When Potter Lawson, Inc. came to R.A. Smith National looking for a way to create as-built drawings of the facades of several buildings in historic downtown Madison, Wis., Jon Chapman’s answer was simple. 3D laser scanning. According to Chapman, “There’s no more accurate, cost-effective way to document the as-built conditions of a structure than with 3D laser scanning.”
It’s easy to grasp why today’s laser scanning technology is truly phenomenal. Millions of survey-grade accurate points within a 4mm tolerance are captured in a matter of minutes; 40 million points in just 3 ½ minutes to be more precise.
“So what” you say. “What am I going to do with 40 million points?” Exactly. What R.A. Smith National does with those points is where the rubber meets the road.
R.A. Smith National’s 3D laser scanning team recently worked with architects from Potter Lawson to provide 3D laser scanning services for six historical building facades. The project site was Block 76 on downtown State Street in the city of Madison. The exterior facades of each of the six buildings were scanned. Using specialized software, a series of 2D as-built CAD drawings were then created for each building elevation.
There’s a lot you can see and do with the data from a 3D laser scan. The native data being captured by the scanner, more commonly known as a point cloud, can be used to interactively visualize the space that was scanned. The point cloud can be viewed as a whole from customized vantage points, or cut into vertical or horizontal sections, which enables R.A. Smith National’s 3D laser scanning team to very quickly visualize and create very accurate cross sections that would be extremely difficult, if not impossible, to create otherwise.
3D laser scanning is further useful in the ability to auto extract certain features from a point cloud, such as 3D piping or surfaces. While still far from a completely automated process, technological advancements in software algorithms are constantly being developed, making “usable” data extraction from point clouds a much more manageable process. Those features which cannot be auto extracted can be digitized rather quickly while snapping to the actual point cloud to ensure the highest level of accuracy.
Depending on the project, laser scanning can be a much better data capture tool compared to conventional methods. In particular, when there are highly detailed areas or areas that have a vertical orientation (such as a building facade), a laser scanner is a much better tool for the job. The proper scan set-up locations will ensure that there are no return trips to the field for additional information. All the data needed (and more) will be contained in the cloud. It is simply a matter of extracting it to the proper usable object.
On the Block 76 project, what would otherwise have required the tedious task of using a tape measure, or even a laser distance meter, to measure various architectural treatments and artistic elements was accomplished much quicker and more accurately with 3D laser scanning. Vital dimensional information, such as window and door opening sizes, building heights, sizes of precast elements such as keystones, other ornamental features, and the specific number of bricks in all soldier courses and walls were easily identifiable, and accurately documented.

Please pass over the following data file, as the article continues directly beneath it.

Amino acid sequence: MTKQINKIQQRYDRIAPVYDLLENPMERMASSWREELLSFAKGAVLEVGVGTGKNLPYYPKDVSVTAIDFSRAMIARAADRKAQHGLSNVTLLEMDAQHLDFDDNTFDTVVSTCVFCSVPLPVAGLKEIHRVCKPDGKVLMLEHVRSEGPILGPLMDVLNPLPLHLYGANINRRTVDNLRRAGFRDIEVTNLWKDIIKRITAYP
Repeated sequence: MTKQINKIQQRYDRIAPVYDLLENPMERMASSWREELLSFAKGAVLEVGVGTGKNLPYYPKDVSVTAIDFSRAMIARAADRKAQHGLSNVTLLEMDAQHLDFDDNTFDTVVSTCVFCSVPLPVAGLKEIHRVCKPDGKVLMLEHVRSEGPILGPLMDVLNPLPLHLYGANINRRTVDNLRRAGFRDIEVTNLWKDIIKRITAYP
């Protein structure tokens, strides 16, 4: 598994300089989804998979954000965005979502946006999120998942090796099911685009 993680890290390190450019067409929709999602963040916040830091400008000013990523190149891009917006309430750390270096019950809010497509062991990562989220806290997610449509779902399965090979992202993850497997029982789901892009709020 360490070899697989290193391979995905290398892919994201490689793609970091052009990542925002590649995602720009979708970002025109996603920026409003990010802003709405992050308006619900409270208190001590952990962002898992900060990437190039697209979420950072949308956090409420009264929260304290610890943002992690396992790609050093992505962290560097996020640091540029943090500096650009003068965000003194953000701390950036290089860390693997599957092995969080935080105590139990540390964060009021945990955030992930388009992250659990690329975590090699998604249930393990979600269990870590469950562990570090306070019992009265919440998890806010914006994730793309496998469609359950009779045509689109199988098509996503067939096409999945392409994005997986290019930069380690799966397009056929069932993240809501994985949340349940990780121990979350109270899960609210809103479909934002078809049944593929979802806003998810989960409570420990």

A final value-added benefit provided on the Block 76 project was the creation of a TruView data set. Simply put, the TruView software is useful for professionals who want to easily view and measure laser scan point clouds without having to be an expert in laser scanning, CAD or 3D. TruView is essentially a user-friendly, 3D browser-based viewer, measurement and markup tool for 3D point clouds.
An html document acts as the home page, which typically consists of a 2D plan as a base, with each scan position hyperlinked to the corresponding virtual location in the 3D point cloud file. When these hyperlinks are clicked on, the applicable point cloud is then opened in the TruView data viewer.
This TruView data set was provided to Potter Lawson with the intent that it could be used by the designers and the general contractors for future reference
as the new design was being developed and then built.
Watch and See
3D laser scanning is an exciting technology that provides critically accurate data when you need it. Visit R.A. Smith National’s website to take an incredible tour of 3D laser scanning and view several of our recent project examples.
For more information on our services or to discuss a specific project, contact Jon Chapman, 3D laser scanning project manager, at 262-317-3366.
R.A. Smith National used 3D laser scanning to capture this point cloud of the facade of one of several buildings for the Block 76 project in Madison, Wis.
When a point cloud is displayed using the Hue Intensity Map, features such as individual brick courses are easily identified.
This 2D CAD elevation is one example of several elevations that were extracted from the point cloud on the Block 76 project.